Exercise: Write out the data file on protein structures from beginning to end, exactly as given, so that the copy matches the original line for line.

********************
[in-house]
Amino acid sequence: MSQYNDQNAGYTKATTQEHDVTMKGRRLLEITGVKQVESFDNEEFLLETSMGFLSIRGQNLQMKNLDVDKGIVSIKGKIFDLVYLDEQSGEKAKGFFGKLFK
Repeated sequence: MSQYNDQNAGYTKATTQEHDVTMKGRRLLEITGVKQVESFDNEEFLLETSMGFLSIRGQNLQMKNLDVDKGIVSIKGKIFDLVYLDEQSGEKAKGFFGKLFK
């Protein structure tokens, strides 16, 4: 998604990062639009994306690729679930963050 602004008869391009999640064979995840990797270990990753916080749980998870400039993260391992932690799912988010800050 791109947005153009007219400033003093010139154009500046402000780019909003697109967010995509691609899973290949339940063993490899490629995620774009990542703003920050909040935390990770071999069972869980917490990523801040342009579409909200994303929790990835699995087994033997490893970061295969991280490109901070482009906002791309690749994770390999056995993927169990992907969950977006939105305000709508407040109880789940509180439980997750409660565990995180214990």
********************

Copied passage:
[in-house]
Amino acid sequence: MSQYNDQNAGYTKATTQEHDVTMKGRRLLEITGVKQVESFDNEEFLLETSMGFLSIRGQNLQMKNLDVDKGIVSIKGKIFDLVYLDEQSGEKAKGFFGKLFK
Repeated sequence: MSQYNDQNAGYTKATTQEHDVTMKGRRLLEITGVKQVESFDNEEFLLETSMGFLSIRGQNLQMKNLDVDKGIVSIKGKIFDLVYLDEQSGEKAKGFFGKLFK
């Protein structure tokens, strides 16, 4: 998604990062639009994306690729679930963050 602004008869391009999640064979995840990797270990990753916080749980998870400039993260391992932690799912988010800050 791109947005153009007219400033003093010139154009500046402000780019909003697109967010995509691609899973290949339940063993490899490629995620774009990542703003920050909040935390990770071999069972869980917490990523801040342009579409909200994303929790990835699995087994033997490893970061295969991280490109901070482009906002791309690749994770390999056995993927169990992907969950977006939105305000709508407040109880789940509180439980997750409660565990995180214990």